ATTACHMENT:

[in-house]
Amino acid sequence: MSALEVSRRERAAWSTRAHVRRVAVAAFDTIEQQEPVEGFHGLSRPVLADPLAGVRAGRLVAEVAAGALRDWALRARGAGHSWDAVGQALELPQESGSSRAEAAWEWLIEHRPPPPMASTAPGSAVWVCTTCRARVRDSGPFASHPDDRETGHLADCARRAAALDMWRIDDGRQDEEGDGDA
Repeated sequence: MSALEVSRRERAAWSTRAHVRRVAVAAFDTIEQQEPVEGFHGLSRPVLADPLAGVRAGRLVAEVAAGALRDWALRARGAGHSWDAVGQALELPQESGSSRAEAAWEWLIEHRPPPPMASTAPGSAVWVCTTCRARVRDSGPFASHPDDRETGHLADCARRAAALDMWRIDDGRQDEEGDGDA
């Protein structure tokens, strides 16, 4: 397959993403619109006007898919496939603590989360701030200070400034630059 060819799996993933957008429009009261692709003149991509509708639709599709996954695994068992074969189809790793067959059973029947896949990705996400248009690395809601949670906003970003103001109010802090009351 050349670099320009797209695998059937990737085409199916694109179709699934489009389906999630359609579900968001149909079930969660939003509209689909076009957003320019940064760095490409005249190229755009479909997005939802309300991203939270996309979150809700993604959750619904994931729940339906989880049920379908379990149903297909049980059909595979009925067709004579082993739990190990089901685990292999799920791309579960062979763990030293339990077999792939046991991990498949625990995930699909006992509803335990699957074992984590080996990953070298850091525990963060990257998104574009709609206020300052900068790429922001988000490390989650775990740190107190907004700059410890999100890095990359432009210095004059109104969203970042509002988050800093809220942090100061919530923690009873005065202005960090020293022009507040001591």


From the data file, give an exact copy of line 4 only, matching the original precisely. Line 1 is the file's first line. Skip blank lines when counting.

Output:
């Protein structure tokens, strides 16, 4: 397959993403619109006007898919496939603590989360701030200070400034630059 060819799996993933957008429009009261692709003149991509509708639709599709996954695994068992074969189809790793067959059973029947896949990705996400248009690395809601949670906003970003103001109010802090009351 050349670099320009797209695998059937990737085409199916694109179709699934489009389906999630359609579900968001149909079930969660939003509209689909076009957003320019940064760095490409005249190229755009479909997005939802309300991203939270996309979150809700993604959750619904994931729940339906989880049920379908379990149903297909049980059909595979009925067709004579082993739990190990089901685990292999799920791309579960062979763990030293339990077999792939046991991990498949625990995930699909006992509803335990699957074992984590080996990953070298850091525990963060990257998104574009709609206020300052900068790429922001988000490390989650775990740190107190907004700059410890999100890095990359432009210095004059109104969203970042509002988050800093809220942090100061919530923690009873005065202005960090020293022009507040001591």